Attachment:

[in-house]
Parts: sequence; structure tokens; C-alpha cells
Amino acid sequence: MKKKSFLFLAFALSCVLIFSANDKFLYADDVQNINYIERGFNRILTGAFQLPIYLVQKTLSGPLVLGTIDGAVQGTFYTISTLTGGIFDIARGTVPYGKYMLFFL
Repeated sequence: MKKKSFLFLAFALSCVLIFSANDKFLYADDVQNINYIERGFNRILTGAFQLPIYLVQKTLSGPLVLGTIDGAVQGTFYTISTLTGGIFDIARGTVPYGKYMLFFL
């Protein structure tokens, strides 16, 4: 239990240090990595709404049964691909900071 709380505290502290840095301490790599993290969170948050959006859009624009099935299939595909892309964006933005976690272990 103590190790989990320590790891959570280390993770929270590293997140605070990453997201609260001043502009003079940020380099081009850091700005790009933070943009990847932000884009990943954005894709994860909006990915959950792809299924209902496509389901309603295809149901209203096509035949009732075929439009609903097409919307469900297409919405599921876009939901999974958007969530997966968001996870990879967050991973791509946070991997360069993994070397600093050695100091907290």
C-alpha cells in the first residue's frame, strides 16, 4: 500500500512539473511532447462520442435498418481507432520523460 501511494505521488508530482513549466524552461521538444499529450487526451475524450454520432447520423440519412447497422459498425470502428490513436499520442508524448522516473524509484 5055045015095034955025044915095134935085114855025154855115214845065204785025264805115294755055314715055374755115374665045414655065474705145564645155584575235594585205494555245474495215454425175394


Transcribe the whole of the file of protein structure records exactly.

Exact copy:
[in-house]
Parts: sequence; structure tokens; C-alpha cells
Amino acid sequence: MKKKSFLFLAFALSCVLIFSANDKFLYADDVQNINYIERGFNRILTGAFQLPIYLVQKTLSGPLVLGTIDGAVQGTFYTISTLTGGIFDIARGTVPYGKYMLFFL
Repeated sequence: MKKKSFLFLAFALSCVLIFSANDKFLYADDVQNINYIERGFNRILTGAFQLPIYLVQKTLSGPLVLGTIDGAVQGTFYTISTLTGGIFDIARGTVPYGKYMLFFL
């Protein structure tokens, strides 16, 4: 239990240090990595709404049964691909900071 709380505290502290840095301490790599993290969170948050959006859009624009099935299939595909892309964006933005976690272990 103590190790989990320590790891959570280390993770929270590293997140605070990453997201609260001043502009003079940020380099081009850091700005790009933070943009990847932000884009990943954005894709994860909006990915959950792809299924209902496509389901309603295809149901209203096509035949009732075929439009609903097409919307469900297409919405599921876009939901999974958007969530997966968001996870990879967050991973791509946070991997360069993994070397600093050695100091907290």
C-alpha cells in the first residue's frame, strides 16, 4: 500500500512539473511532447462520442435498418481507432520523460 501511494505521488508530482513549466524552461521538444499529450487526451475524450454520432447520423440519412447497422459498425470502428490513436499520442508524448522516473524509484 5055045015095034955025044915095134935085114855025154855115214845065204785025264805115294755055314715055374755115374665045414655065474705145564645155584575235594585205494555245474495215454425175394